Actually it can be done with a little RF theory.
The way these things is by multiplying the incoming RF by a carrier of frequency very close to the radar frequency. The result is a lower-frequency product that can be sampled or simply compared in the analog domain to a reference. In this setup, the frequency we are multiplying by (the "LO" or "local oscillator") is what is detected remotely, because, as you point out, it has a very direct connection to the antenna.
Here's how you get around it:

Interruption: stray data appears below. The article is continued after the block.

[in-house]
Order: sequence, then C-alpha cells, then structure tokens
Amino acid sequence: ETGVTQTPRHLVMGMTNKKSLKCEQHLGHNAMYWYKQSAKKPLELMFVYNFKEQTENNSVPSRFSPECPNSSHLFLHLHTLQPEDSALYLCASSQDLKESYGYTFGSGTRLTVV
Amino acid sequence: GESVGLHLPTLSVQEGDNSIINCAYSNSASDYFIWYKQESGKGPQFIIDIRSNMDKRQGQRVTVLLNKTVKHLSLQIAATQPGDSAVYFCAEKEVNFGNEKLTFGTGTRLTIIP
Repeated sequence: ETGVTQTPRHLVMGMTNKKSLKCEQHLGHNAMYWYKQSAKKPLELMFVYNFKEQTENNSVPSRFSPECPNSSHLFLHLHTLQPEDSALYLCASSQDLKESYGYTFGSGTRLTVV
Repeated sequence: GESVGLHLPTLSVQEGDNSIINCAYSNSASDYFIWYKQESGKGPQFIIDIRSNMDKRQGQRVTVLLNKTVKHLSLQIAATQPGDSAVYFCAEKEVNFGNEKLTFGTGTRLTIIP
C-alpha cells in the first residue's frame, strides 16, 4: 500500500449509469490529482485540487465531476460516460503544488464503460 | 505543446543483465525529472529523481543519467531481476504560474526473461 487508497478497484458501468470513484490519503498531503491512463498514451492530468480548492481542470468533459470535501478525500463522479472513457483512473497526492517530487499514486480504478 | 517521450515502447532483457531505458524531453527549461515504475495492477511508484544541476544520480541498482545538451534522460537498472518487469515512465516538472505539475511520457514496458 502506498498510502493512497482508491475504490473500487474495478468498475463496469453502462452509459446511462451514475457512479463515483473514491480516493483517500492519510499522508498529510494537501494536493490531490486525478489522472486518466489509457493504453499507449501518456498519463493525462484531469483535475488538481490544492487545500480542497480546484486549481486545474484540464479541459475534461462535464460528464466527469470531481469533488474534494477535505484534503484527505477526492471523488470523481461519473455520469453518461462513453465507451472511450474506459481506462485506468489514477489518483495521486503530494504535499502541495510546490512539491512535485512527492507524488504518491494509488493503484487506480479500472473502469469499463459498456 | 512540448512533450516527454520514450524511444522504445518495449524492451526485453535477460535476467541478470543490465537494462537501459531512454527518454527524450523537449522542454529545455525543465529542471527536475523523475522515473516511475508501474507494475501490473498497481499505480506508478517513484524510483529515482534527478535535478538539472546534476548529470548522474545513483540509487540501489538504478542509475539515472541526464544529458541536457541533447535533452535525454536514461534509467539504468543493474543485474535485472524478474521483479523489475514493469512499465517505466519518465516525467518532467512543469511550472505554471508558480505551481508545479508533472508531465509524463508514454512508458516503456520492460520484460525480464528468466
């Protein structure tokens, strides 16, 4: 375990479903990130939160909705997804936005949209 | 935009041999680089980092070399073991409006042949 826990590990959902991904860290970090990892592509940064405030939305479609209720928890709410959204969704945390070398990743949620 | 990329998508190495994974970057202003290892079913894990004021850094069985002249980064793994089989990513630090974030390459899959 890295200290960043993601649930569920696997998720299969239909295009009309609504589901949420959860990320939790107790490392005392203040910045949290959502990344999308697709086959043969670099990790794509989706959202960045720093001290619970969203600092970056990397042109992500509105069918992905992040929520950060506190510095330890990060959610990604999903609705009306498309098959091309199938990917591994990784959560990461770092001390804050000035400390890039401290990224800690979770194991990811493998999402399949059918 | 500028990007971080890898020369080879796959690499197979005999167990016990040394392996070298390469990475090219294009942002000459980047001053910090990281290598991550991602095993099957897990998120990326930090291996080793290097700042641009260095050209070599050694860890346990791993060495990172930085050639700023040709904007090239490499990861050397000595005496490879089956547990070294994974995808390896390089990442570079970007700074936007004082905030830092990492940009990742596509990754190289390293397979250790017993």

Multiply by the expected radar frequency plus, say, 200 MHz. Before the multiplication, near the antenna jack, filter for radar frequency +/- 10 MHz (bandpass). Now the result of the multiplication will be very low-level signal except for a portion around f+/-10 MHz. You then sample this data. As you can see, the bandpass filter doesn't allow the LO to escape through the antenna connection.
Traditional receivers wouldn't do this because it wastes a lot of potentially useful bandwidth, but you can do this to avoid having the LO detected. Without much background on speed radar, I don't know how much variance there is in radar guns, but you would need to take this into account when designing the input filter and choosing the offset from expected frequency for the LO.
Not in textbooks, but definitely something that can be done.